Trading implements in early Troy: In memoriam Professor Manfred Korfmann
A. Bobokhyan Anatolian Studies 59 (2009): 19-50.
Περίληψη (στα Αγγλικά)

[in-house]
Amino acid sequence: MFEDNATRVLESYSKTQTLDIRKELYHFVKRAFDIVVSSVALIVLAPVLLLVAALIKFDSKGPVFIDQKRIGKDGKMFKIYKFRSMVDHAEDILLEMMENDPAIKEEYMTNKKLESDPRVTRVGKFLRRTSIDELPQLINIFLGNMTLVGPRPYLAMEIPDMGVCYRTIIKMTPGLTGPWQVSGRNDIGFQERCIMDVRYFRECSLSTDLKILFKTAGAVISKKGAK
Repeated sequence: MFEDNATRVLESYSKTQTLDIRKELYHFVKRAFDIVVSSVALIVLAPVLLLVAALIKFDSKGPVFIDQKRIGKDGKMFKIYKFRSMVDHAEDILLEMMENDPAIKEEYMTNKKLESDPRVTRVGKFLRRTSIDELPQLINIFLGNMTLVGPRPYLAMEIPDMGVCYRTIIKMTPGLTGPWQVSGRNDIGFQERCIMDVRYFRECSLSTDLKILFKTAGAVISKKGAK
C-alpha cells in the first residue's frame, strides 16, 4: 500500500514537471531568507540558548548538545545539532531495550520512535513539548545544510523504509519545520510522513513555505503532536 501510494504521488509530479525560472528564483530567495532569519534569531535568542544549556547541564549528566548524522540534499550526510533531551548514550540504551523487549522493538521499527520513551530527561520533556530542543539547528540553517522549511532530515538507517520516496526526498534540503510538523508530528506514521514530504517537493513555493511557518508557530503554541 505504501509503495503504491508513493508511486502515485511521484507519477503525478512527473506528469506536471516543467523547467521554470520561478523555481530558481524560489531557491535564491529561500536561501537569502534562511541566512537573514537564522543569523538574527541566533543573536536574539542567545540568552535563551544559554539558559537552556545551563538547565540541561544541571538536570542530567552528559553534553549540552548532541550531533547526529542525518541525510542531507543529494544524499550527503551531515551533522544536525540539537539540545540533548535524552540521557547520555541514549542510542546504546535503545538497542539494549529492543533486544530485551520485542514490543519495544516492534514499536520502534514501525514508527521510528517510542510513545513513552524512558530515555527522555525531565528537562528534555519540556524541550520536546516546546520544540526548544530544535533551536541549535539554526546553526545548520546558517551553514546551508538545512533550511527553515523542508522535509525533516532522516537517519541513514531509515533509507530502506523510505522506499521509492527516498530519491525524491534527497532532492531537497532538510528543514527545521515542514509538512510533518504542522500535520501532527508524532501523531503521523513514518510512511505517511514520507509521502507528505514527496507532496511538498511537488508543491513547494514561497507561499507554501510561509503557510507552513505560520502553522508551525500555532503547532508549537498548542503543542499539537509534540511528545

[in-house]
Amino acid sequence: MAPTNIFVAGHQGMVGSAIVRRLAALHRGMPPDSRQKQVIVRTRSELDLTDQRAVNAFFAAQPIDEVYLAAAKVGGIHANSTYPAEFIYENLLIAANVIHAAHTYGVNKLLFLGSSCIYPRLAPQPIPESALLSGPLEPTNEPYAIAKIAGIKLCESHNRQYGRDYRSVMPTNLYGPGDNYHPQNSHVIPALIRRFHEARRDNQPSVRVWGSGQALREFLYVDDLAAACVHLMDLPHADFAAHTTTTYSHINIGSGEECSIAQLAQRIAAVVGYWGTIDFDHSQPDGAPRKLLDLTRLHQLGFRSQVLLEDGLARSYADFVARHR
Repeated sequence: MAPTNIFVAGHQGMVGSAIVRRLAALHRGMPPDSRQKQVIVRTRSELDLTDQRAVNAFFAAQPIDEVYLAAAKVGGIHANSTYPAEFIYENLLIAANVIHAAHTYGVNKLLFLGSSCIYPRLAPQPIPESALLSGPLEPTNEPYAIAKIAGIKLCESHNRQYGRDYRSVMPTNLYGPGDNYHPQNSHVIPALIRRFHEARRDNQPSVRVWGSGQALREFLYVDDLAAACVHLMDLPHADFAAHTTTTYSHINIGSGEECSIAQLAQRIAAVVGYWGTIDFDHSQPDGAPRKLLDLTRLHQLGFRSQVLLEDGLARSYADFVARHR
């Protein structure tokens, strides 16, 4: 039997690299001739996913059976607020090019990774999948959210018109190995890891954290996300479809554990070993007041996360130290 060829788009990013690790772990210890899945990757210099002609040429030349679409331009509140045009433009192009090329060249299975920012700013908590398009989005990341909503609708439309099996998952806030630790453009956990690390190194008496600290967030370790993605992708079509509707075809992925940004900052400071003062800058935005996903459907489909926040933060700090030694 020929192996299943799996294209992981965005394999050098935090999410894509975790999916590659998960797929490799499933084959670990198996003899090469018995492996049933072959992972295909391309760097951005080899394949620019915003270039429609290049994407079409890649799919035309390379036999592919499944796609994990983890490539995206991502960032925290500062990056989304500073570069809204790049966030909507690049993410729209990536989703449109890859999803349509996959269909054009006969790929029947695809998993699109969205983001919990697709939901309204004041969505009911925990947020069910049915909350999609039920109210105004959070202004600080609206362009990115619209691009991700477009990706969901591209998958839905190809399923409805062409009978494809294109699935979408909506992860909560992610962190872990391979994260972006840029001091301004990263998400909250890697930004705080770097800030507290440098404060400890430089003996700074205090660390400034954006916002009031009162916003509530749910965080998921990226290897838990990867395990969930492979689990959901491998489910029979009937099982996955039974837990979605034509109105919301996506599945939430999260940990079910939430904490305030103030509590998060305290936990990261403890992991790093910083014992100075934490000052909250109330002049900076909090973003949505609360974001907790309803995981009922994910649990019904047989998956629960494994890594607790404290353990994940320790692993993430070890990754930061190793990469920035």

The traditional view of Troy as a kind of central site presupposes balance weights and other artefacts that attest weighing procedures among the excavated material. Indeed, already in the works of Homer it is possible to find references to premonetary aspects (for example, the gold standard τάλαντον). The main purpose of this investigation is to provide an archaeological view on the issue of trading implements and their significance in early Troy. The principal group of objects defined as balance weights was unearthed during the excavations of Heinrich Schliemann. By contrast, very little data derive from Wilhelm Dörpfeld’s activities at the site. Balance weights are known also from the recent excavations of Manfred Korfmann. In two previous reports I presented the state of balance weights found in the Schliemann and Korfmann excavations. The aim of this article is to consider the main stages of the investigation of balance weights, with special reference to the excavations of Carl Biegen in Troy. The main problem related to the study of the Trojan balance weights is the lack of knowledge about the archaeological contexts for many of the finds. A considerable number of these implements has been lost or is inaccessible. However, their compilation assists in understanding the abstract way-of-thinking and value perception of the population of ancient Troy. The actual number of balance weights from Troy can be estimated at ca 100. The main period of their appearance is during Troy II-V, less in Troy VI. The principal forms represented are ellipsoid (‘sphendonoid’) and domed, and the materials used most for the weights are haematite as well as granite, basalt, marble and limestone. New research has revealed the existence of multiple weighing systems in Bronze Age Troy, a situation that was typical for mercantile centres such as Tepe Sialk, Susa or Kanes. The investigation of the Trojan balance weights and their contexts hints at the existence of Aegean and eastern Mediterranean, more precisely northern Syrian, directions of contacts.